Poems about Dreams by Langston Hughes

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Langston Hughes is an American poet, novelist, playwright, social activist and columnist. He is well known for his powerful and evocative poetry. His poetry’s central themes are dreams, hope, and the African-American experience. His literary works often investigate the complexities of life, the yearning for equality, and the pursuit of dreams despite societal challenges. Here, I have selected the top five poems about dreams by Langston Hughes.


Hold fast to dreams
For if dreams die
Life is a broken-winged bird
That cannot fly

The poem “Dreams” by Langston Hughes (1901-1967) emphasizes the significance of dreams in life. It highlights that without dreams, life loses its good intentions and movement. It calls us to hold on to our dreams and keep striving to fulfil them.

I Dream a World 

A world I dream where black or white
Whatever race you be,
Will share the bounties of the earth
And every man is free.

The poem “I Dream a World” by Langston Hughes (1901-1967) imagines an ideal world. It shows that most people live in a dreamy world regardless of race or background. The poem portrays a dreamy world of equality in which all races of people in a society coexist freely.

Dream Variations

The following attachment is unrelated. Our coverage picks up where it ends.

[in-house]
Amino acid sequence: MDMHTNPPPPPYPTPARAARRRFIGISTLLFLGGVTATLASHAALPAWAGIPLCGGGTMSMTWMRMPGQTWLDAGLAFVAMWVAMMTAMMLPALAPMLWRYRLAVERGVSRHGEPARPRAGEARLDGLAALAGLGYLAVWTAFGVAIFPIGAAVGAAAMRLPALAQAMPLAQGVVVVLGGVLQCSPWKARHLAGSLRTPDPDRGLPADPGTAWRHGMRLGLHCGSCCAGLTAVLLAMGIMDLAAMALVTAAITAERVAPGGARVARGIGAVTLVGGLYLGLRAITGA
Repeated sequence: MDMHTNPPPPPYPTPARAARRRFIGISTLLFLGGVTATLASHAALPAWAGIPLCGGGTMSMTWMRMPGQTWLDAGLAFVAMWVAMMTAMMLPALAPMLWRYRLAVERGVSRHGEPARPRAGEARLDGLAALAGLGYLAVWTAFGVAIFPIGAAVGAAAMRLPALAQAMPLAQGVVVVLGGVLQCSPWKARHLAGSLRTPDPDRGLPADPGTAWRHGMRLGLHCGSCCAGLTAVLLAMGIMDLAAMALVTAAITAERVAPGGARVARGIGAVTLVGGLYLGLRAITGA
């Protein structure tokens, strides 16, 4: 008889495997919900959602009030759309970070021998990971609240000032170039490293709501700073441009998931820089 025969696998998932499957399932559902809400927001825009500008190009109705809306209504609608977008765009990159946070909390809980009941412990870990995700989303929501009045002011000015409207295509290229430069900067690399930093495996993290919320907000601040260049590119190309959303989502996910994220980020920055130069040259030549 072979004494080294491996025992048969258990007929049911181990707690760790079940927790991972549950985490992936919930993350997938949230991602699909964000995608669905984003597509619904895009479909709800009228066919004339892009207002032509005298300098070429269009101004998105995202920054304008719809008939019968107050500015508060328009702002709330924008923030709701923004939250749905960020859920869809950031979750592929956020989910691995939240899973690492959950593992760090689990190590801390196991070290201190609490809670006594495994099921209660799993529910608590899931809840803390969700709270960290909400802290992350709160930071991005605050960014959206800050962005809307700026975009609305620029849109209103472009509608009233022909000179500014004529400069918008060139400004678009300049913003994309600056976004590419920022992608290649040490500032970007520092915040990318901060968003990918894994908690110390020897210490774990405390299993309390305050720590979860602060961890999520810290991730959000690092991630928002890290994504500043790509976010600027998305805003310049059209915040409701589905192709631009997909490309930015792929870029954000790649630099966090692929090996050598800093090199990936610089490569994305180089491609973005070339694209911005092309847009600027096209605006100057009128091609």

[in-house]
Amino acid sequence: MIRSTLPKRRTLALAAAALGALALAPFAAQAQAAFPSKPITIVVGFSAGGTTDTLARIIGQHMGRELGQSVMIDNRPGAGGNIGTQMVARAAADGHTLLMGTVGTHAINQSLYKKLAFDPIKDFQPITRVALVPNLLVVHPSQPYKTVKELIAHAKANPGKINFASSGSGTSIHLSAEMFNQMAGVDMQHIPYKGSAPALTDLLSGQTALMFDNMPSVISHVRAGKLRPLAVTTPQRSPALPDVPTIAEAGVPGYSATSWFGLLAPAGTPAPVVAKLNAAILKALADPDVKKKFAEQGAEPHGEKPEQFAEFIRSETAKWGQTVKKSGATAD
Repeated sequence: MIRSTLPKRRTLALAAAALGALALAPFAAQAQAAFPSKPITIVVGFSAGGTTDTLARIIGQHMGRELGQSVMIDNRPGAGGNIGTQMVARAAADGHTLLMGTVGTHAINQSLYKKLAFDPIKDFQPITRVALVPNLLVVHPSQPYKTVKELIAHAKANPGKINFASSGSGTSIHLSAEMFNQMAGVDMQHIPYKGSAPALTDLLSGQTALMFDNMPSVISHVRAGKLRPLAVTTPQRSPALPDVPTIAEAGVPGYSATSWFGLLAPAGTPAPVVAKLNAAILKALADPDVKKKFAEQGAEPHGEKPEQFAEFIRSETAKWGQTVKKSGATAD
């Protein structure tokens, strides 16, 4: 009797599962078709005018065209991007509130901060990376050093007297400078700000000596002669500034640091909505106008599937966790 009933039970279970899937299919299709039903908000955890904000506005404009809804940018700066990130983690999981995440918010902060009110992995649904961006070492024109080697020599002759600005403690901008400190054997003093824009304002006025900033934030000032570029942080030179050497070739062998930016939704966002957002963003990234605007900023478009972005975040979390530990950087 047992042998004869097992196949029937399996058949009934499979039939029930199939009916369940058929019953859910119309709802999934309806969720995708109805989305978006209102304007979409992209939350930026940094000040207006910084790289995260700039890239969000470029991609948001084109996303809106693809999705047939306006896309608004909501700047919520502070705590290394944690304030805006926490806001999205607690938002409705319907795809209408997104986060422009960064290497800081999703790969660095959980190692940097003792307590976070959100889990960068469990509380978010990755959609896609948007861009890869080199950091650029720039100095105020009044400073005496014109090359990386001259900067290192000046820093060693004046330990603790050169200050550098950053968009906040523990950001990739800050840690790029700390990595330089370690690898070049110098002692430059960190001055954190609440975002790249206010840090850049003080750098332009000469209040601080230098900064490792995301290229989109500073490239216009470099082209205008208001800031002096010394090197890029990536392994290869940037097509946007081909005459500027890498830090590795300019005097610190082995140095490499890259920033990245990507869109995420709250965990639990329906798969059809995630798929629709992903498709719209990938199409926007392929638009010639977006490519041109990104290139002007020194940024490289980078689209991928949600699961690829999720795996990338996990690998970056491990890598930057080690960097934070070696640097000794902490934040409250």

To fling my arms wide
In some place of the sun,
To whirl and to dance
Till the white day is done.

The poem “Dream Variations” by Langston Hughes (1901-1967) celebrates the joy and freedom of dreams. It reflects a desire to break free from social constraints and enjoy life as one desires.

The Dream Keeper

Bring me all of your dreams,
You dreamers,
Bring me all of your
Heart melodies.

Langston Hughes’s (1901-1967) poem “The Dream Keeper acts as a guardian of dreams. It provokes people to preserve their dreams and aspirations. The poet requests his readers to protect their dreams and try to fulfil them.


“Harlem” by Langston Hughes (199-1967) is a thought-provoking poem. It explores the consequences of deferred dreams. Throughout the poem, through the different imagery and rhetorical questions, the poet reflects the various possible outcomes of unfulfilled aspirations. The poem questions whether deferred dreams lead to frustrations, motionlessness, and decay. Hughes uses powerful metaphors to describe the potential emotional and psychological impact of unattained dreams. It invites readers to consider the multifaceted nature of deferred desires and the potential consequences they can bring.

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